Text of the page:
Conference Themes
ICTE Tallahassee 2001


The overarching theme of ICTE Tallahassee 2001 is "Making Technology Effective in Learning".  This general focus is intended to encourage presentations based on approaches that are effective in using technology -- computers, software, the Internet, multi-media, and related systems -- in education, and to examine the elements that have contributed to their effectiveness.  Similarly, practices or areas where technology has not proved to be effective are of interest, along with experiences, studies, and reports documenting these areas.  The overall intent is to provide a collective resource in the Conference Presentations, and in the published Proceedings of the Conference, that will provide current, objective, and worthwhile guidelines and documentation to educators and others in planning for effective use of technology in education programs.

This general focus is supported by eight themes. The notes on the themes following are all intended to suggest rather than restrict topics for consideration. Proposals can include, but are not limited to: day-to-day classroom experience, model programs, case studies, theoretical analysis, visions of the future, activist platforms, hands-on activities or any combination of these.


1. HARNESSING THE INTERNET TO RAISE EDUCATIONAL STANDARDS

Implementation in Classroom, Home, and Workplace
Reasonable, and unreasonable, expectations 
       for wired Classrooms
Teaching Information Skills
Teaching for and understanding change

Relating available on-line resources to needs
Resources for effective implementation: 
       challenges and opportunities
Effective integration of Internet resources 
The impact of broadband access
Instructional resources on-line
Internet delivery vs. LAN-based networks for instruction
Separating hype from reality:
       When does the leading edge 
       become the bleeding edge?
Structured instructional resources on the Web vs. 
       use of the Internet as an information resource


2. POLICIES AND STRATEGIES TO EVALUATE, IDENTIFY, AND
   ACQUIRE EFFECTIVE SOFTWARE

Software review and assessment: 
       the "slushpile" approach vs. an organized 
       program for review and evaluation

Model programs for software review and assessment
Identifying software that has been developed with an
       understanding of how students learn
Relating software resources to needs
Targets for improved performance
Multi-media and "edutainment" software: 
       Plusses and Minuses

Identifying and separating marketing hype from valid
       instructional strategies


3. TECHNOLOGY AND RESOURCES IN SUPPORT OF TEACHING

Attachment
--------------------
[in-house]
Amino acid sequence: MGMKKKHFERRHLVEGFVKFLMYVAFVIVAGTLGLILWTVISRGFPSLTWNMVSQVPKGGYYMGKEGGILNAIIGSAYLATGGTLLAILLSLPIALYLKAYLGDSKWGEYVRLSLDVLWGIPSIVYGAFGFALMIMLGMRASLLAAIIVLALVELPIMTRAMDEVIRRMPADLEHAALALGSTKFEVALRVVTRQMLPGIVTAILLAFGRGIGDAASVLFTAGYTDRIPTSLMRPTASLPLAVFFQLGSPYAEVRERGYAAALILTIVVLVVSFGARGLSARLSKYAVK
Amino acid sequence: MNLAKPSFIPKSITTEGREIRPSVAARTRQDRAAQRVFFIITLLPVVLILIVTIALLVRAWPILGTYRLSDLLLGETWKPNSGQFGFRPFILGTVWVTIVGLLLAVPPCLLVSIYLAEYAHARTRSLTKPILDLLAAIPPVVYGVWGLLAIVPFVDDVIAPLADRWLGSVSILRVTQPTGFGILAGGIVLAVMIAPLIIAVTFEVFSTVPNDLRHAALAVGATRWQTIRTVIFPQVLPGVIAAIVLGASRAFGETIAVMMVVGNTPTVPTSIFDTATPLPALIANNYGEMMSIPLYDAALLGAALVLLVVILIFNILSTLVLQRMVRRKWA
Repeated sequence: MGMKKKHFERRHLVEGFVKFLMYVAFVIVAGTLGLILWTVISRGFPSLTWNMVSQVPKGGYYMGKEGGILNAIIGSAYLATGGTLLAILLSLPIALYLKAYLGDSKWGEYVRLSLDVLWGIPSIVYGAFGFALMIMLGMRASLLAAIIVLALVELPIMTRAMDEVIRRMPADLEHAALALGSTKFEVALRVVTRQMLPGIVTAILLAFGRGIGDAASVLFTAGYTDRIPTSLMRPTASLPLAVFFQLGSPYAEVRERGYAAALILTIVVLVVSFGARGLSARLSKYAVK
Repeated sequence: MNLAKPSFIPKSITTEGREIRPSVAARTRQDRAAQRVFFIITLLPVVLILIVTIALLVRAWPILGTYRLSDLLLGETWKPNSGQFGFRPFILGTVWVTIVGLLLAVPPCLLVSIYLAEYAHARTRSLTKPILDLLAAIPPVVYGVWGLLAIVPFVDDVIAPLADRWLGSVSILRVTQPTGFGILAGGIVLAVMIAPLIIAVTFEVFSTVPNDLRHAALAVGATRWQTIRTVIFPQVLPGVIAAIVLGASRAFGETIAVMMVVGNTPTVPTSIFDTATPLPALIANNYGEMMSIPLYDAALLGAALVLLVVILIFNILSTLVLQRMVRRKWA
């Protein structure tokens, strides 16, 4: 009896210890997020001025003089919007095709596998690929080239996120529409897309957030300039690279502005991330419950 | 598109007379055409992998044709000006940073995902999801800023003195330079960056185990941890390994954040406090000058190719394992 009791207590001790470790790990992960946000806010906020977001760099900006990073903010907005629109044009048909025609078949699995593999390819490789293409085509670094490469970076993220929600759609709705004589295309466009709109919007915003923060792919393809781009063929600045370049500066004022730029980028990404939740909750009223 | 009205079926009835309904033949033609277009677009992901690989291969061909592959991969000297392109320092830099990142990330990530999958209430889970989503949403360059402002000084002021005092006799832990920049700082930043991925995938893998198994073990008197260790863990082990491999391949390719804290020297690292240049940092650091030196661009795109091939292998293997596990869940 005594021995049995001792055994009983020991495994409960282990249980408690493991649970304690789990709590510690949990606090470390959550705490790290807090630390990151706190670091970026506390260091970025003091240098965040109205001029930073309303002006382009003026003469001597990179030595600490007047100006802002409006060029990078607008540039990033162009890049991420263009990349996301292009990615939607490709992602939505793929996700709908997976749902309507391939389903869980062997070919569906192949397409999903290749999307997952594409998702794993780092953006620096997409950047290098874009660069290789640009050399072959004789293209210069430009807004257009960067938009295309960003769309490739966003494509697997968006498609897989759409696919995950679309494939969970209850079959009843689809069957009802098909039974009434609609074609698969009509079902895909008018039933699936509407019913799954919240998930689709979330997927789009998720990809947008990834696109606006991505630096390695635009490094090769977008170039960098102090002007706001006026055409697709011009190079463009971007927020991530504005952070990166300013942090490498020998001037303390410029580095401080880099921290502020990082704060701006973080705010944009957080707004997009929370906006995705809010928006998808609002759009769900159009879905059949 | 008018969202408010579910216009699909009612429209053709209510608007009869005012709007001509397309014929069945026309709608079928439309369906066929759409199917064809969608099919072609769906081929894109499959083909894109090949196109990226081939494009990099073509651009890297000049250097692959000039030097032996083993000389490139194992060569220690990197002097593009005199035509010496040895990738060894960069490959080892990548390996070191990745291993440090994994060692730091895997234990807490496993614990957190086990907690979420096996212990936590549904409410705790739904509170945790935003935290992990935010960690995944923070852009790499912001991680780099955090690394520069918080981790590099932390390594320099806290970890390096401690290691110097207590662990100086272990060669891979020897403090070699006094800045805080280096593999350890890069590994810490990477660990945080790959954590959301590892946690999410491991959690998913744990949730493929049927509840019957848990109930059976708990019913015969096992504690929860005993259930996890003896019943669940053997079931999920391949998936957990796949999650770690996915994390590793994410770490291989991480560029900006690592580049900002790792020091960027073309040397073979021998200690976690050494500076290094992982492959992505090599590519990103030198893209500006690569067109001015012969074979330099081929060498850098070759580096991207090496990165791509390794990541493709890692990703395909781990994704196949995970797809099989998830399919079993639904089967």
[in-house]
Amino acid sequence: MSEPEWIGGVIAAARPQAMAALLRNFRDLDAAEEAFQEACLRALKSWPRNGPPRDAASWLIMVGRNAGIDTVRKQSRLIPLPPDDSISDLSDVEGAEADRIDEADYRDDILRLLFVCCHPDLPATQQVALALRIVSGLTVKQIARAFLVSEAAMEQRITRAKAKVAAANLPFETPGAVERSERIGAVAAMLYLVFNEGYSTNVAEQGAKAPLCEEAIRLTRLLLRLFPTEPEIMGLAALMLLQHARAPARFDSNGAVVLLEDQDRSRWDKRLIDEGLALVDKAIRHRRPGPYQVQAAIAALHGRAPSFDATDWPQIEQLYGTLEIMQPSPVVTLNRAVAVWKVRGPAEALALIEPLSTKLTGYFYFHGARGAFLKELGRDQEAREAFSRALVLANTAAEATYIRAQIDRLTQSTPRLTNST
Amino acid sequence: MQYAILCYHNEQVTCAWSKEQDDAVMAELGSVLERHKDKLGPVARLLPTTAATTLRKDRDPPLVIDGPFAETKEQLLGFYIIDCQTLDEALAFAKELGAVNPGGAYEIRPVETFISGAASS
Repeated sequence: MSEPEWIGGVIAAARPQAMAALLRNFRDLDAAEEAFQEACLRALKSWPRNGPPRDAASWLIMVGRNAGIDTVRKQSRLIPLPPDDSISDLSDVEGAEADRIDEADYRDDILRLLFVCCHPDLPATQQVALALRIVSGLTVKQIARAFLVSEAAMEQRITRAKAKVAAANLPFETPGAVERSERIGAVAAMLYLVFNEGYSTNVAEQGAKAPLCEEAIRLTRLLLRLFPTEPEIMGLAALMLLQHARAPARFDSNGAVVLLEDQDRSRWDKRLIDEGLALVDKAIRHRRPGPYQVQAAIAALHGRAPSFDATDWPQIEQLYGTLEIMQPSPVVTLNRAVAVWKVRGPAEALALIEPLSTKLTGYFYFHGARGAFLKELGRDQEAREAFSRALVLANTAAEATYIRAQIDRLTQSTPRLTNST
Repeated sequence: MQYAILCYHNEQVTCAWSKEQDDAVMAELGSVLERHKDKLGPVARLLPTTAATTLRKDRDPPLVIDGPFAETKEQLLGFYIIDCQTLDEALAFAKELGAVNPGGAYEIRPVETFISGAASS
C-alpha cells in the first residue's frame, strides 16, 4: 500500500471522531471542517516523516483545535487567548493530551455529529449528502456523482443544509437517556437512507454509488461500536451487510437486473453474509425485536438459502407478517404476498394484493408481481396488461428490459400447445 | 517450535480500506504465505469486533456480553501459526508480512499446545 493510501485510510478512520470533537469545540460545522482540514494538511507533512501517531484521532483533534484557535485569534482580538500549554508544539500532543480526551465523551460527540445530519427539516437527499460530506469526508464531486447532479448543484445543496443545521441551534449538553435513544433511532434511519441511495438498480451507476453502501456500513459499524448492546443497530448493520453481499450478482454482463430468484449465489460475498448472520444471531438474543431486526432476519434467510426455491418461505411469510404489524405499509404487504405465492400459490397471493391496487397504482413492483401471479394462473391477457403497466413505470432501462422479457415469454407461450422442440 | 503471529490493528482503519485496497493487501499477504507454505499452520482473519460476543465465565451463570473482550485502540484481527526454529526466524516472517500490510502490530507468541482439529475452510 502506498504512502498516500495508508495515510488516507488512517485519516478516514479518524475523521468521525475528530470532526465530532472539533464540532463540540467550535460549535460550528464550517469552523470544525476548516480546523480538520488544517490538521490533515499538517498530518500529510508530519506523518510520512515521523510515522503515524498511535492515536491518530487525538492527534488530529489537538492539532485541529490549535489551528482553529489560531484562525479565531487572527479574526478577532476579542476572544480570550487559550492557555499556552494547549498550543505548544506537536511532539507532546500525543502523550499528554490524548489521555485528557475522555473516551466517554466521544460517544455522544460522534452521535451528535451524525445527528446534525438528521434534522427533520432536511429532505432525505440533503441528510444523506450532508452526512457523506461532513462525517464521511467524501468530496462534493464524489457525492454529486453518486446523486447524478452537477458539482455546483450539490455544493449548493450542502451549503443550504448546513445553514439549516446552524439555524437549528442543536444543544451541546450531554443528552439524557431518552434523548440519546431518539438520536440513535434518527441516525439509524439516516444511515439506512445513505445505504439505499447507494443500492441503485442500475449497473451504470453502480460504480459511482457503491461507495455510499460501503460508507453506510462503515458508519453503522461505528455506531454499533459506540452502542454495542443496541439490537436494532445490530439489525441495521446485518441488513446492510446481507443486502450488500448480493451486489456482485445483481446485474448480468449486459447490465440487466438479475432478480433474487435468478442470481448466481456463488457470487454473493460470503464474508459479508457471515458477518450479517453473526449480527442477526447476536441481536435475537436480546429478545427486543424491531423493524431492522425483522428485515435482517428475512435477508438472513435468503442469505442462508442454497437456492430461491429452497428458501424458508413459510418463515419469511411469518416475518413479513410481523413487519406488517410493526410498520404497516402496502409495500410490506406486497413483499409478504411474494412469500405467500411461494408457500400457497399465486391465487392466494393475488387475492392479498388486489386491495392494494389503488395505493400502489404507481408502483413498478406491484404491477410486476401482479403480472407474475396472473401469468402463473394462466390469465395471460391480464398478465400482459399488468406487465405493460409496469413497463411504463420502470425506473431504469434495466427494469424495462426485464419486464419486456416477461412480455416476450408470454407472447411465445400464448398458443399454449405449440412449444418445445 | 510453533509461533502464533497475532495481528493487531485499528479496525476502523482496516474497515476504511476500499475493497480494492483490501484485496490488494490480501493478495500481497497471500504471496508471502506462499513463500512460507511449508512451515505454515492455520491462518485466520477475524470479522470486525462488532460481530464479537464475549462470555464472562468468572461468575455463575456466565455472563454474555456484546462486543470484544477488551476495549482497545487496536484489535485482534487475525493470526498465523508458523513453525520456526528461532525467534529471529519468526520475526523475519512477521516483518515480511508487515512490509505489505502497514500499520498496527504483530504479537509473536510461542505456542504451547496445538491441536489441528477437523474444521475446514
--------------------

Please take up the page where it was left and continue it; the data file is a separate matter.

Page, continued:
Computers and Internet access for grades K-3:
       appropriate or not?
Computer labs and Local Area Networks vs.
       stand-alone computers in classrooms
Internet filters: Are they appropriate and
       how effective are they?
Platform independent software for instruction
Platform independent software tools
Web authoring tools and methods


4. DISTANCE, FLEXIBLE, AND OPEN LEARNING

Equality of access for learners, teachers, and trainers
Barriers to learning: identification and solutions
Collaborative learning across networks
Classroom, home, and workplace learning
New web technologies and distance learning options


5. CREATING DIGITAL ASSETS FOR EDUCATION,
   AND THE ENVIRONMENT FOR THEIR USE

Strategies for creating resource bases
Coping with non-text materials: Stills, Video, 
       Audio, Virtual Reality
Cultural Institutions and asset providers
Cross domain access and searching
Protocols and standards for communication and content


6. VIRTUAL INSTITUTIONS -- COLLEGES, UNIVERSITIES,
   AND SUPPORT CENTERS

Structures and developments in support of Virtual Institutions
Virtual Teacher Support Centers: visions and developments
Issues related to quality control, accreditation and certification
Funding and financial models
Industry and corporate support


7. TEACHER TRAINING

Pre-service and in-service training models 
       for technology literacy
Training strategies and programs for teaching students 
       with special needs
Integrated cooperative models for teachers, trainers,
       and researchers
New strategies for training and career guidance
Problems and advantages of computer-literate students


8. INDUSTRY / EDUCATION DIRECTIONS AND CO-OPERATIVE VENTURES

Development of industry / education partnerships
New Developments in industrial training and education
Cooperative models for materials development
Telecommunications strategies for education and industry
The role of home-based learning to support career and workplace issues

 

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Last modified February 22, 2012